Russell L. Ciochon, who heads the American team at the Ngandong site, with a gorilla skull. Credit: Tom Jorgensen

In the early 1930s, 14 Homo erectus fossils and 25,000 vertebrate remains were unearthed near the muddy Solo River at Ngandong in Java, Indonesia, by a research team from the Netherlands. Some 80 years later, this remains one of the world's largest caches of this early human. It could also be evidence of the species' swansong. A team has now returned to Ngandong, armed with the original Dutch survey documents, to answer some long-standing questions about the age of the fossils and the ancient sediment that they were buried in. Nature talked to Russell L. Ciochon, a palaeoanthropologist at the University of Iowa in Iowa City, while his team was digging at Ngandong.

Why is this fieldwork so important? H. erectus from Ngandong potentially lived in the last part of the Ice Age at the same time that Homo sapiens inhabited other parts of the Old World, and Homo floresiensis (the 'hobbit') was still living in caves on the Indonesian island of Flores. This was a very intriguing period in the saga of human evolution.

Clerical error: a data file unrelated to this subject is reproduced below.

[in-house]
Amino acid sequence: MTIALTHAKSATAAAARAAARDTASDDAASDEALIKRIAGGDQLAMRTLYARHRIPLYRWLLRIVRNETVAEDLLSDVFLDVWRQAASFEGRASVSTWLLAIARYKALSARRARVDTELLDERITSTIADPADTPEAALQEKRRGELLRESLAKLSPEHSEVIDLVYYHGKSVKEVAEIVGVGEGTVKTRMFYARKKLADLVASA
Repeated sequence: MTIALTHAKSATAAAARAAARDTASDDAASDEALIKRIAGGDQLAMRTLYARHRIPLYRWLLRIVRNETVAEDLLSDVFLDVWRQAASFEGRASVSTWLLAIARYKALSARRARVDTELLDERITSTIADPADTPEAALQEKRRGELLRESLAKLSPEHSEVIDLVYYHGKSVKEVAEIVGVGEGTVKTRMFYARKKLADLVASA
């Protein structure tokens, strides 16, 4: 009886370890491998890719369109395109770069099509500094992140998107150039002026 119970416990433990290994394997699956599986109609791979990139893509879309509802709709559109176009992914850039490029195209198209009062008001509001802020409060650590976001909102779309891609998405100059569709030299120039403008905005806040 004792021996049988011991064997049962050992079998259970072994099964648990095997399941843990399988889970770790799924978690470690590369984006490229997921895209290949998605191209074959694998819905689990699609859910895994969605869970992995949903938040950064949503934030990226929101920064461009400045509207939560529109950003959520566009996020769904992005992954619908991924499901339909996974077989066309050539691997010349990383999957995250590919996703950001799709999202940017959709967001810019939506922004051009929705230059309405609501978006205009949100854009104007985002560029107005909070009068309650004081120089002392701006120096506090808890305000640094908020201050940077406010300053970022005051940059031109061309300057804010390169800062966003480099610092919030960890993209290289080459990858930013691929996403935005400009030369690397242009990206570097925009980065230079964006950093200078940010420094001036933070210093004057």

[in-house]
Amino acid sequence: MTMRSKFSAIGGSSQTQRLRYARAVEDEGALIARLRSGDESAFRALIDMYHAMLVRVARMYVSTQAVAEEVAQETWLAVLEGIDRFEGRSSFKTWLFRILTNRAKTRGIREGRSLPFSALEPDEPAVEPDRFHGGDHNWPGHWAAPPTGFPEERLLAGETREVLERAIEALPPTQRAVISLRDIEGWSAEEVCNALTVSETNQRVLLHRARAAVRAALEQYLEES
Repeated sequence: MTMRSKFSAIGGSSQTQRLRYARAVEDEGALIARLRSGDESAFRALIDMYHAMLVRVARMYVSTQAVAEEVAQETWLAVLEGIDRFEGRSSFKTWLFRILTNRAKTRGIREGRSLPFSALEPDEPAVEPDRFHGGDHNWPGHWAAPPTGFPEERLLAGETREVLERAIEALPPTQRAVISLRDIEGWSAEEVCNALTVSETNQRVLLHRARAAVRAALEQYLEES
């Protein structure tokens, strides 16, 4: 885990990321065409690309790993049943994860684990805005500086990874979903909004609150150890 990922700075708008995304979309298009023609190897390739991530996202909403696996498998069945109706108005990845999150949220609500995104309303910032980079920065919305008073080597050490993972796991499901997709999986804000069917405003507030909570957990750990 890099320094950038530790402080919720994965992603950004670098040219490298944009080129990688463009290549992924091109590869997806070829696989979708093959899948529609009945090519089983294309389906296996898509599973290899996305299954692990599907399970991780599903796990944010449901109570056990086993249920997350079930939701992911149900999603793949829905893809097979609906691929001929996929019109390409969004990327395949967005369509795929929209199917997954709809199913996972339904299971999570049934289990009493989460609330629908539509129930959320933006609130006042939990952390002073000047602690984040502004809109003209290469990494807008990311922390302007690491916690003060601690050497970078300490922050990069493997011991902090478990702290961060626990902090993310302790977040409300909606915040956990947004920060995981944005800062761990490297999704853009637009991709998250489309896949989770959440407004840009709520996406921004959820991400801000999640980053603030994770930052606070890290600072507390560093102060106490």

According to the Dutch team who discovered them, the H. erectus specimens were deposited by the Solo River. The fact that the present river is so near to the deposits that contained the H. erectus specimens could indicate that the deposits and fossils are far younger than the oldest known H. sapiens in Africa, which would mean that the two species actually coexisted. But attempts to date Ngandong over the past 30 years have proved inconclusive. This is partly because we don't know enough about the Ngandong geology and can't be sure that the dated samples from earlier excavations came from the discovery bed. Our team is the first to focus on the geological context of the fossils1. This was possible because geoarchaeologist Frank Huffman from the University of Texas at Austin obtained the long-forgotten survey documents from the 1930s2.

Indonesian team leader Yahdi Zaim (left) and Rob Scott excavate the bone bed. Credit: O. Frank Huffman

What have you found at the site?